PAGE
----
Easy Fixes for Six Common Laptop Problems

Problem: Cracked notebook case

Cost: $15
Time: 2 to 3 hours (20 minutes to set up the repair, 5 minutes to place and shape the putty, an hour or two to let it cure, 10 minutes to sand it, 30 minutes to paint it and let it dry)
Materials: Epoxy putty, sandpaper, razor blade, Sharpie marker or paint, gloves (optional)

When notebooks get dropped, more often than not they land on the corner, one of the weakest parts of the case. Unless you have a rugged notebook, there's a good chance that after an encounter with gravity, the corner will be cracked or -- as was the case with my Toshiba Satellite Pro 6100 -- broken through completely.

An unfortunate encounter with gravity caused this hole.
(Click to view larger image)

It happened in an airport holding pen some time ago when I sneezed while typing an e-mail. The system went flying and smacked into the floor. Before I got home, I put a Band-Aid over the damaged area to keep the elements out. Now it's time to fix it for real.

The secret is to use epoxy putty to fill in the broken part of the case. Epoxy putty is available online or at any hardware store for around $4 to $6 a tube, so you can even do this repair on the road. The brand of putty you choose doesn't matter, but avoid the quick-setting variety because it might harden before you're done.

First, make sure the damaged area is clean and free of dirt and loose pieces.

Then it's time to prepare the putty. It comes as a cylinder with two components wrapped around each other. Just cut a section off and twist the parts together.

Mix the two putty components completely.
(Click to view larger image)

The key to a smooth case repair is to thoroughly mix the two components together in your hands. Because the putty hardens as the result of a chemical reaction between the two parts, it's important that they are completely blended together. You might want to use gloves for this part because some people are sensitive to the chemicals in the putty.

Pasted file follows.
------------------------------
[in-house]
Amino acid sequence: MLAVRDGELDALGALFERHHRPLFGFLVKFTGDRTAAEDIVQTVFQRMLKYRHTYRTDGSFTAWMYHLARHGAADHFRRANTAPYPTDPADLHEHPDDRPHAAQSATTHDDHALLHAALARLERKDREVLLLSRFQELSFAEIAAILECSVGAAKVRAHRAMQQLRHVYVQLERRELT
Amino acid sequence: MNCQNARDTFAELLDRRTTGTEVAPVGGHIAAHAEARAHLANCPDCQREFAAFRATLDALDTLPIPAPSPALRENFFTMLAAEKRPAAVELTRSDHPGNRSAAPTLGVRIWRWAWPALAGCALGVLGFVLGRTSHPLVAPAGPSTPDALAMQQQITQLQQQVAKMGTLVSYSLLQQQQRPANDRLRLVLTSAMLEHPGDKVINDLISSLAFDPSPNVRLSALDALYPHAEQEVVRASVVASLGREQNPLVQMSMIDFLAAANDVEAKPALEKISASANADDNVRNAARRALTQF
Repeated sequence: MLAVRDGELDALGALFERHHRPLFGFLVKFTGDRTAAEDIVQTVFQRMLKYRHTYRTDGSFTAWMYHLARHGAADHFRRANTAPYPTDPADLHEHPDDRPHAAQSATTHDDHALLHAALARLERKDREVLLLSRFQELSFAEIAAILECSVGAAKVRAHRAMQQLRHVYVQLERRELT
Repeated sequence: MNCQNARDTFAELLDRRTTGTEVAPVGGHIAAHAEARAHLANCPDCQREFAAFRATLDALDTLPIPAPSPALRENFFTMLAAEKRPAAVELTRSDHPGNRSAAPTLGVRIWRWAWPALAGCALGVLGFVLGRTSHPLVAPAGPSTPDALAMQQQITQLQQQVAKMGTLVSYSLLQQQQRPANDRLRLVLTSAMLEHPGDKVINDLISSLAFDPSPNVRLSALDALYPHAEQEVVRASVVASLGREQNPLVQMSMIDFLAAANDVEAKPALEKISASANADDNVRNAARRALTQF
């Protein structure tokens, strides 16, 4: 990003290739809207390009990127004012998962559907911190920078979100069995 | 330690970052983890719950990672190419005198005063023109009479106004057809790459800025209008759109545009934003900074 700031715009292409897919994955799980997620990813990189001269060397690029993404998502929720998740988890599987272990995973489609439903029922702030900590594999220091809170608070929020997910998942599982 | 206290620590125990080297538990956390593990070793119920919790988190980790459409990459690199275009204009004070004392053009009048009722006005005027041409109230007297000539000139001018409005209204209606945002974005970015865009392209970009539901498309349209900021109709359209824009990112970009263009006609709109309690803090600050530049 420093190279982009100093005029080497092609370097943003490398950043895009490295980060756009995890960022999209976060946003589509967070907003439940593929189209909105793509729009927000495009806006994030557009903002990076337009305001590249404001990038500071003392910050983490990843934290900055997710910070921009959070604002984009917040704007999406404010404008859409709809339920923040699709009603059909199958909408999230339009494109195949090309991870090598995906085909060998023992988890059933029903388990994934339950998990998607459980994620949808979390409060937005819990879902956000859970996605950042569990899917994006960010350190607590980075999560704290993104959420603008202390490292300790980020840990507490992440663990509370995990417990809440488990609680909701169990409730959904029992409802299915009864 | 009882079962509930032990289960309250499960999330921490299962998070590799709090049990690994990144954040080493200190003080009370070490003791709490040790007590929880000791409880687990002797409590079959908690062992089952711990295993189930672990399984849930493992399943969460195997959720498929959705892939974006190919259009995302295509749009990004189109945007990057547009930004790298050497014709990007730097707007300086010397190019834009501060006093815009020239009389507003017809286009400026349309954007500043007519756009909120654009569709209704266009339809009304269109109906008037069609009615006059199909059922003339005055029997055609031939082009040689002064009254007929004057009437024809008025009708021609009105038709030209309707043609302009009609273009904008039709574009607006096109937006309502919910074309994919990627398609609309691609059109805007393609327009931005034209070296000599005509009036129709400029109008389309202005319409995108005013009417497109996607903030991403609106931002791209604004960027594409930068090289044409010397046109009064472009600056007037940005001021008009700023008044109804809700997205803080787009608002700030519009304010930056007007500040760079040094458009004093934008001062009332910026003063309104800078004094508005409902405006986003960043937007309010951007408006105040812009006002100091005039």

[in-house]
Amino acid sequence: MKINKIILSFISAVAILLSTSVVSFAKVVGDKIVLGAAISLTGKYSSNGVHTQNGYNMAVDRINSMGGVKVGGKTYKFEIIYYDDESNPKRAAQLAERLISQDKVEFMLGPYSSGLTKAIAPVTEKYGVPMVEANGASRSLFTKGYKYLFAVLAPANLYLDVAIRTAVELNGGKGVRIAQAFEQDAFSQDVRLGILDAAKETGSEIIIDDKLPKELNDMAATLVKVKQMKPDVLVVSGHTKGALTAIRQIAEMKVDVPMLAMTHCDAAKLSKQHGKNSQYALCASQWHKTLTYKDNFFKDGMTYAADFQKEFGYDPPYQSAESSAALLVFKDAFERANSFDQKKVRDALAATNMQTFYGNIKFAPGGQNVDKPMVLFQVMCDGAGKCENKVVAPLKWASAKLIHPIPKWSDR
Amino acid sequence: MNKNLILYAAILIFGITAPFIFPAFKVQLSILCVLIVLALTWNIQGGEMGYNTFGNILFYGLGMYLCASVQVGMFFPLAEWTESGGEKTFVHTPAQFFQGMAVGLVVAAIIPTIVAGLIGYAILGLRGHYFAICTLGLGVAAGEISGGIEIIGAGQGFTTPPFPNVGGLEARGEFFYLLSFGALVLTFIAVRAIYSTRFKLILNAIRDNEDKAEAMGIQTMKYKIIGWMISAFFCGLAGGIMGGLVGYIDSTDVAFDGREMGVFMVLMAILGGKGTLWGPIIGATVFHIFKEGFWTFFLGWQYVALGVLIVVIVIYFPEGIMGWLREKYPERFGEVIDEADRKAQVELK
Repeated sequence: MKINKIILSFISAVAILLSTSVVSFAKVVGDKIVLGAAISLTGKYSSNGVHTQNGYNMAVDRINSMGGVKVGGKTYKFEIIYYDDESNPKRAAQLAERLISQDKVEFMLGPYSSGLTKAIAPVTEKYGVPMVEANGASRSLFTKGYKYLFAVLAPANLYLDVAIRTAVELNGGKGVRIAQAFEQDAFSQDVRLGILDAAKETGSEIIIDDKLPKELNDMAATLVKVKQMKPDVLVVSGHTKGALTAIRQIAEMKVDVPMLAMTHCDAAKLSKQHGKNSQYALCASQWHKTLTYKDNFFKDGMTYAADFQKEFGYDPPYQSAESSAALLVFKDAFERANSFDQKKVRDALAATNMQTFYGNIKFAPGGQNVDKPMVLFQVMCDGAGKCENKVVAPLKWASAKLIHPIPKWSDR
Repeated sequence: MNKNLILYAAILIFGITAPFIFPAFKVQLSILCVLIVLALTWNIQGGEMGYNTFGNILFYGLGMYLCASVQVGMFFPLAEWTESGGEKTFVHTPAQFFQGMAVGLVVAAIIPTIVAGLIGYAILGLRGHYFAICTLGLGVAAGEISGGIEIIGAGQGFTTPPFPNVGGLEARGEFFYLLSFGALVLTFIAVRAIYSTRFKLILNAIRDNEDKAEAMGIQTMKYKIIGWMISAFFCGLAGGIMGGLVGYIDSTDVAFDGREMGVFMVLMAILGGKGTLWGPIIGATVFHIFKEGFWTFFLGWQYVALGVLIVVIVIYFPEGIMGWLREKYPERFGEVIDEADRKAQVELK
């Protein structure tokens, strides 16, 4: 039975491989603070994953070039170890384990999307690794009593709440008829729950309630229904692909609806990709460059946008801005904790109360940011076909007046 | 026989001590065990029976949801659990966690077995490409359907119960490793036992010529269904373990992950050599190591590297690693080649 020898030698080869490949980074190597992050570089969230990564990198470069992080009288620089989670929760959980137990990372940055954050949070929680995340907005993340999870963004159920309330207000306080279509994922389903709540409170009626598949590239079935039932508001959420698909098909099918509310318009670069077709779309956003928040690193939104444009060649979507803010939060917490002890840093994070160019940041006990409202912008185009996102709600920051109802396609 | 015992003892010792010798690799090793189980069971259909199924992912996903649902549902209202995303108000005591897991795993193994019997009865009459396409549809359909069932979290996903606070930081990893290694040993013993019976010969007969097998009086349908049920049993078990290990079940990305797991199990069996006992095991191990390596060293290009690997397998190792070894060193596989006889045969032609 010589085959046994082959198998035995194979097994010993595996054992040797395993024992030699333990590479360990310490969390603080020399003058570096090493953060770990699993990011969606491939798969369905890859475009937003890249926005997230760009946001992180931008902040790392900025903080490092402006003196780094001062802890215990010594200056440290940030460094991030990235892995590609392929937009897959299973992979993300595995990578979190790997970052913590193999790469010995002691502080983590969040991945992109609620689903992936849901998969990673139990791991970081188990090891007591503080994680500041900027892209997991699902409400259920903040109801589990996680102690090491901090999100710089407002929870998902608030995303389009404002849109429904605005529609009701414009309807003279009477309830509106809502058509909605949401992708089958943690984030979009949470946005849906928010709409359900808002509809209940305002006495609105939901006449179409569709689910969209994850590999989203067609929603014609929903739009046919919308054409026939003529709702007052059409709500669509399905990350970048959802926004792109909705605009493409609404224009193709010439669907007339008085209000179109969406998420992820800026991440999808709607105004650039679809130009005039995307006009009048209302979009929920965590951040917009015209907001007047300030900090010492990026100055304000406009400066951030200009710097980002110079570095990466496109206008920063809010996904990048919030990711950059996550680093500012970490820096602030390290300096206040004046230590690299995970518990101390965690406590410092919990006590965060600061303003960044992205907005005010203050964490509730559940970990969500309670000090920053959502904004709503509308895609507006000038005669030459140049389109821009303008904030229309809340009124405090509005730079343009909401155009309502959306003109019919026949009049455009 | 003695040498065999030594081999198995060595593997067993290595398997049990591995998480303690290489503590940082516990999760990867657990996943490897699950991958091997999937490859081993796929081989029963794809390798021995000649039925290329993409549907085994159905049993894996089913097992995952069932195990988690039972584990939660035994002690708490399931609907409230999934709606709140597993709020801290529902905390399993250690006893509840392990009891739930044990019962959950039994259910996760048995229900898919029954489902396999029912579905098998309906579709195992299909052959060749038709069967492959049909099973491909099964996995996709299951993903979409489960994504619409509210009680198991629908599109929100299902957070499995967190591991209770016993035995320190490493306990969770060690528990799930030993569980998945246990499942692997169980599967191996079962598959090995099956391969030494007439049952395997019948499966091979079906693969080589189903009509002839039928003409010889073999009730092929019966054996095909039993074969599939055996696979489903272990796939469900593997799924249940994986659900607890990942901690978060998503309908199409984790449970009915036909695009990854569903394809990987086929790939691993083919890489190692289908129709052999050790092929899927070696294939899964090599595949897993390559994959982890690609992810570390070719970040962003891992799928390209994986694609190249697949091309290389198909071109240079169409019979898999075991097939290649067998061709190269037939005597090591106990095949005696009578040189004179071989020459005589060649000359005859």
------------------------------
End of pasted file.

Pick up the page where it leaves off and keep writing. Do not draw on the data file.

Try rolling the putty into a long cylinder and then folding it over itself several times. After a few minutes, the putty becomes a uniform white or gray and you're ready.

You'll feel like a kid working with Play-Doh, and in fact, the putty should be the consistency of Play-Doh, which is perfect for working it into the damaged area. Press it firmly into the hole in the case and use your finger or a razor blade to shape it to follow the contour of the case. When it covers the area, take the flat side of a razor blade or back of a ruler and compress the outer surface to flatten it. Any excess putty can be wiped off the case with paper towel before it dries.

When you like the way it looks, go do something else for an hour or two until the epoxy is cured. When it has hardened, the epoxy patch is just as strong as the plastic case.

Press the putty into the damaged area and flatten the outer surface.
(Click to view larger image)

Many DIYers stop here, and use the obvious repair as a road warrior's badge of honor or conversation starter on road trips. I prefer a little more finishing, so I smooth the epoxy with 150- and then 220-grit sandpaper. Then I give it a final sanding with 2,000-grit paper that is slightly wet to remove any surface scratches.

Naturally, the color doesn't match. If it's a small repair, try using a Sharpie marker to cover it up. For this repair, I used model airplane enamel paint, which costs about $5 for a small bottle; a full set of colors with brushes is $10. When it's dry, the repair is done and can only be seen if you look closely.

The final (optional) steps are sanding the dried patch with increasingly finer sandpaper and painting it to match the case. (Click to view larger image)

Subscribe to the Power Tips Newsletter

Comments